Use the Call Number to find the book on the shelves and browse in the area for other related books.

    Examples of Subject Headings:

    You will find many Government Documents.

    Books of Interest

    How To Search for Films

    • Use Combined Search in Socrates and limit the Format to Films/Visual.
    • Type Hurrican Katrina in the Subject field.
    • For documentaries, type documentary in the Subject field and a keyword or two in the Everything field.

    A Film of Interest:

    • When the levees broke : a requiem in four acts / HBO Documentary Films ZDVD 13364

    Article Databases:
    Use article databases to locate journal/magazine/newspaper articles. Be sure to choose appropriate databases based on your topic because different databases cover different topics and sources. Again avoid relying on one database in order to conduct a comprehensive research.

    HINT: If you don't see a Full-Text or PDF link for an article in your results, use the link to see your other options for Full-Text or print.

    Examples of general databases (Note: these are good initial databases to try since they have multidisciplinary coverage):

    Examples of subject-specific databases:

    • CSA Illumina - You can select and do one search across several different databases, such as Sociological Abstracts, PAIS, etc.
    • ProQuest Social Science Module - You can select and do one search across several different databases, such as Ethnic News Watch, AltPress Watch, etc.
    • EBSCOhost - You can select and do one search across several different databases, such as America History and Life, EconLit, and others

    Examples of news Databases:

    Check out the Art and Architecture Library and their many resources.

    Web Resources:
    The Librarians Internet Index is a searchable index of websites annotated by reference librarians.

    Stanford librarians have evaluated and collected web resources using del.icio.us (social bookmarking software) that you can utilize for your research. Please look at tags (on your left) that are relevant to your topics.

    If you are still having trouble finding materials, just Ask Us!

    Rhetoric of Reality Culture (Spring 2008)

    Basics || Background Information || Books || Journal Articles || Web Resources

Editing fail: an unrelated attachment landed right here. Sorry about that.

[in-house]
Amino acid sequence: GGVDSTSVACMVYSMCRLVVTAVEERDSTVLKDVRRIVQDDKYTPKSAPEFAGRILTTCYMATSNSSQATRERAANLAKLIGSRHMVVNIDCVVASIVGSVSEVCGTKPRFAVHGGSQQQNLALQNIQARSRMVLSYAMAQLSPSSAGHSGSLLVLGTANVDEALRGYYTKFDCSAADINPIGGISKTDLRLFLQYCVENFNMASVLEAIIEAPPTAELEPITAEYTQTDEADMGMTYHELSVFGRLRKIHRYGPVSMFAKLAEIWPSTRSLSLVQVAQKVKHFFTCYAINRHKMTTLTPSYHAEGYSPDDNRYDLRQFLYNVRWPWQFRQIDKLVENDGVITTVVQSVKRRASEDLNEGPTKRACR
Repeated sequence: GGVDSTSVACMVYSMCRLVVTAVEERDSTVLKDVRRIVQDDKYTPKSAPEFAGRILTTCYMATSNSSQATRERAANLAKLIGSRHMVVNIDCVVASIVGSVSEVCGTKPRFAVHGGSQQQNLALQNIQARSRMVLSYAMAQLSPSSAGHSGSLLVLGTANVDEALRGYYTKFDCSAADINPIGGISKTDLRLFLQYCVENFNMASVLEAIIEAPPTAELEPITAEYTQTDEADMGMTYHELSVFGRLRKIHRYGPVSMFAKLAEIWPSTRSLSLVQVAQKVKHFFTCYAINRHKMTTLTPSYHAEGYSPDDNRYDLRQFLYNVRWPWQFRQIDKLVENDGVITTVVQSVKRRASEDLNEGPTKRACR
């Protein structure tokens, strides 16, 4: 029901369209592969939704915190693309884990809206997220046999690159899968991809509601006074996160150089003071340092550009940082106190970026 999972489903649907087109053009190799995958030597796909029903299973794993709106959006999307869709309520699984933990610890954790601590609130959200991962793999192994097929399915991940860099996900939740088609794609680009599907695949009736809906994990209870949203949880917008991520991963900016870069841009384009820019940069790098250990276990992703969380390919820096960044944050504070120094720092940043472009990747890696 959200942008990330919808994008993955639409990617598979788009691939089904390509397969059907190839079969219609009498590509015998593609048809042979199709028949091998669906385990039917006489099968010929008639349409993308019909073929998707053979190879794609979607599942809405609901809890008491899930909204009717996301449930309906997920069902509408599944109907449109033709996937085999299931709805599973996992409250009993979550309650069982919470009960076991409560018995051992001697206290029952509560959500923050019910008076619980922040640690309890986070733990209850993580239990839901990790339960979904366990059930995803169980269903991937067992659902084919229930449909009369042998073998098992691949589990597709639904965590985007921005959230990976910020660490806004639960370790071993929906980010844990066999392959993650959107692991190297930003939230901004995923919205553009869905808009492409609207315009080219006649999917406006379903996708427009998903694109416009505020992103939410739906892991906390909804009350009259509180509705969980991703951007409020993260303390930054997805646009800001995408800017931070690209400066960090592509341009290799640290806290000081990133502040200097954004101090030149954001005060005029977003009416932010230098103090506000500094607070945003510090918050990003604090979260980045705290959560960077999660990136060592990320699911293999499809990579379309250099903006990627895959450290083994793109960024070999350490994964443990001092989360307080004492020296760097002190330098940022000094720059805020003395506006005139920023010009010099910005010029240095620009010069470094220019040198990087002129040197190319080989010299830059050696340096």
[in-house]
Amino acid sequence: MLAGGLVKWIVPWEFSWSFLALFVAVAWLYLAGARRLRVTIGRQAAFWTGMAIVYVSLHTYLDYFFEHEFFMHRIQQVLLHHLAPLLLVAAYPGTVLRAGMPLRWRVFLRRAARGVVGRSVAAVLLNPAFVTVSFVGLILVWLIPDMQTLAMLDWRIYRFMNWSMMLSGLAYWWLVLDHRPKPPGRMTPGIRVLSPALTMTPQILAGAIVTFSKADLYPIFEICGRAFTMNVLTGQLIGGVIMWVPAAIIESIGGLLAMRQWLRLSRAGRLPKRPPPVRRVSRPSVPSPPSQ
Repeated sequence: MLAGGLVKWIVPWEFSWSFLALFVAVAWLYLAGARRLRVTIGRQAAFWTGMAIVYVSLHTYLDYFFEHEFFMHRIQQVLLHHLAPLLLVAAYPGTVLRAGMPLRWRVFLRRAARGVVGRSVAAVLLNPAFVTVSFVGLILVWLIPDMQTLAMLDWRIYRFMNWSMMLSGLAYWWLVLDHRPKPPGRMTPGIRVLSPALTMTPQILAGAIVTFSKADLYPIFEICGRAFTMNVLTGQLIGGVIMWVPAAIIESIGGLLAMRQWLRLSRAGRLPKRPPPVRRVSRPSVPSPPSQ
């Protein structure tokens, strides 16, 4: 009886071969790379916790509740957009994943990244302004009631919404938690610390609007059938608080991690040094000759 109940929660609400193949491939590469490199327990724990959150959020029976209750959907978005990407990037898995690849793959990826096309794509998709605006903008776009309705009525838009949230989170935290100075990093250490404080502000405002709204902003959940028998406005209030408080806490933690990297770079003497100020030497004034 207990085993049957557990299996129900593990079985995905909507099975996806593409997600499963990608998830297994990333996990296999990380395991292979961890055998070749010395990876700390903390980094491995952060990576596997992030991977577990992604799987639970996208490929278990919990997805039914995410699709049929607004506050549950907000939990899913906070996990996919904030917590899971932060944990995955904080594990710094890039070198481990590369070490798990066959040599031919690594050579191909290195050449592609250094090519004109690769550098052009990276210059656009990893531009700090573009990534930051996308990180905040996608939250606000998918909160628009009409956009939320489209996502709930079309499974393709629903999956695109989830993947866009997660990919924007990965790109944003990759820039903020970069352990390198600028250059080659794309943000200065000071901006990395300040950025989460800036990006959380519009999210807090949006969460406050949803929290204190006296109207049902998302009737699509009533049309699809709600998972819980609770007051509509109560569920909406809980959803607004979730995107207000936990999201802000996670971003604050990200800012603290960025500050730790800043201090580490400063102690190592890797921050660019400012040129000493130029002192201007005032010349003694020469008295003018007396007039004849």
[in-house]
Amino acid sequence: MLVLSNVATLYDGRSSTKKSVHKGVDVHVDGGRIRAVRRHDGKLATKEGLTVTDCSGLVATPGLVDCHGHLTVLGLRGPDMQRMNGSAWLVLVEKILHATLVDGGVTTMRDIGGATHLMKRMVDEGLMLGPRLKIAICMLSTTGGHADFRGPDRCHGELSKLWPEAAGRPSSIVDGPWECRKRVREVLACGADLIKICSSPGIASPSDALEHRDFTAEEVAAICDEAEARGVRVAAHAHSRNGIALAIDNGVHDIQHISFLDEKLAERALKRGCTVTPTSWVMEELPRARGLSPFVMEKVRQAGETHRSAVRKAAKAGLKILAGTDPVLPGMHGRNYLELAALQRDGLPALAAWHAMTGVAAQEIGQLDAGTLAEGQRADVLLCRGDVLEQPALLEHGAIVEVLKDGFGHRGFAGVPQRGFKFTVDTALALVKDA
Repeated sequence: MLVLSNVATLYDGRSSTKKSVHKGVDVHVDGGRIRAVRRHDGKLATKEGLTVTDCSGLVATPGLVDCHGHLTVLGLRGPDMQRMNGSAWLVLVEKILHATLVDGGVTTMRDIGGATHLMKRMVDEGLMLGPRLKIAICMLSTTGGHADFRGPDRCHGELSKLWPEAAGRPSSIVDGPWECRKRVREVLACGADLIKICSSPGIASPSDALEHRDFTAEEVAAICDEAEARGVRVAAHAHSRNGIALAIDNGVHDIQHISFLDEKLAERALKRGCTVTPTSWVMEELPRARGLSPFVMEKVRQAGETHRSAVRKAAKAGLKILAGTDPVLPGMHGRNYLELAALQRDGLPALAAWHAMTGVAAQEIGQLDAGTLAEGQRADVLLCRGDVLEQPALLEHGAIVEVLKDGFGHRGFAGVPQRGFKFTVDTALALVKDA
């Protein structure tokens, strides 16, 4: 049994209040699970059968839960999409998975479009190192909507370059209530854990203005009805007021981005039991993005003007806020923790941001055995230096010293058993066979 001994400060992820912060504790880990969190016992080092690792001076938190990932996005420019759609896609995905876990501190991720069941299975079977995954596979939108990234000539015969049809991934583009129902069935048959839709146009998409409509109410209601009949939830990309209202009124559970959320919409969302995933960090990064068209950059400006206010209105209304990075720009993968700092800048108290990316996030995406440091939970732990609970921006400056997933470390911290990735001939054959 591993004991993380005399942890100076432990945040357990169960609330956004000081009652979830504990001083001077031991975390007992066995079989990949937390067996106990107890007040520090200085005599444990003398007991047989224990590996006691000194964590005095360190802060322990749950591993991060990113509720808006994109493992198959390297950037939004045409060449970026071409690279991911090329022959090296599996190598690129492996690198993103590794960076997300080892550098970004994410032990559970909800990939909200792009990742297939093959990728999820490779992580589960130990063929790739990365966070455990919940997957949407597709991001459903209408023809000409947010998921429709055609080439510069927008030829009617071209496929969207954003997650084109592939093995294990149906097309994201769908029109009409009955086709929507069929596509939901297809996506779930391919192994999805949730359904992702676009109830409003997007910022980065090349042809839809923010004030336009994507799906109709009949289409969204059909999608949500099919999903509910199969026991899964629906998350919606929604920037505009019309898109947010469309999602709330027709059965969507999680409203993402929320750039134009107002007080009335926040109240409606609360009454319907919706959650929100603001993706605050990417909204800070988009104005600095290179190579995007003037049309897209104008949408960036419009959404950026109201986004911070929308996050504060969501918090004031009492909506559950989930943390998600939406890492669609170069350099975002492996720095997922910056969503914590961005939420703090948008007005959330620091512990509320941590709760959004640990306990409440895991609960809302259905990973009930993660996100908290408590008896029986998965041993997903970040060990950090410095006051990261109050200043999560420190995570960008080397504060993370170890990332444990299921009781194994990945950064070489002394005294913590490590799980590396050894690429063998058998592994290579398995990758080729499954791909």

• The Basics
    • Susan Schuyler, Instructor, schuyler AT stanford DOT edu
    • Shinjoung Yeo, Librarian, shyeo AT stanford DOT edu
  • Find Background Information
  • Utilize reference books like encyclopedias, dictionaries, bibliographies, indexes etc. Reference books provide overviews of a topic, usually include bibliographies for further reading so they can be very helpful when you are selecting a topic, or when you need background information.

    To find Reference books:

    Use Reference Universe: a database you can search to find subject encyclopedias on any topic. Be sure to click the "Restrict Search to Titles in your Library" checkbox to see what we own at Stanford. Click on the open book icon to get the Stanford call number and location.

    Note: You can also find reference books for specific topics by using Socrates (library online catalog) or by consulting a librarian at Information Center.

  • Find books, films etc. that the library owns on your topic
  • Use Socrates (library online catalog) to identify library materials of interest. The catalog will point you to the location within the library.

    Start with keyword search of your topics (i.e. techno-utopia, modernism, cyberculture, etc.) In detailed information of each title, you will see subject headings. Utilize subject headings by clicking subject heading links in the details information.

    Examples of subject headings:

  • How to find journal, magazine, and newspaper articles on you topic?
  • Use article databases to locate journal/magazine/newspaper articles. Be sure to choose appropriate databases based on your topic because different databases cover different topics and sources. Again avoid relying on one database in order to conduct a comprehensive research.

    Examples of subject-specific databases.

    Examples of general databases (Note: these are good initial databases to try since they have multidisciplinary coverage):

    Examples of News Databases

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  • Find Web Resources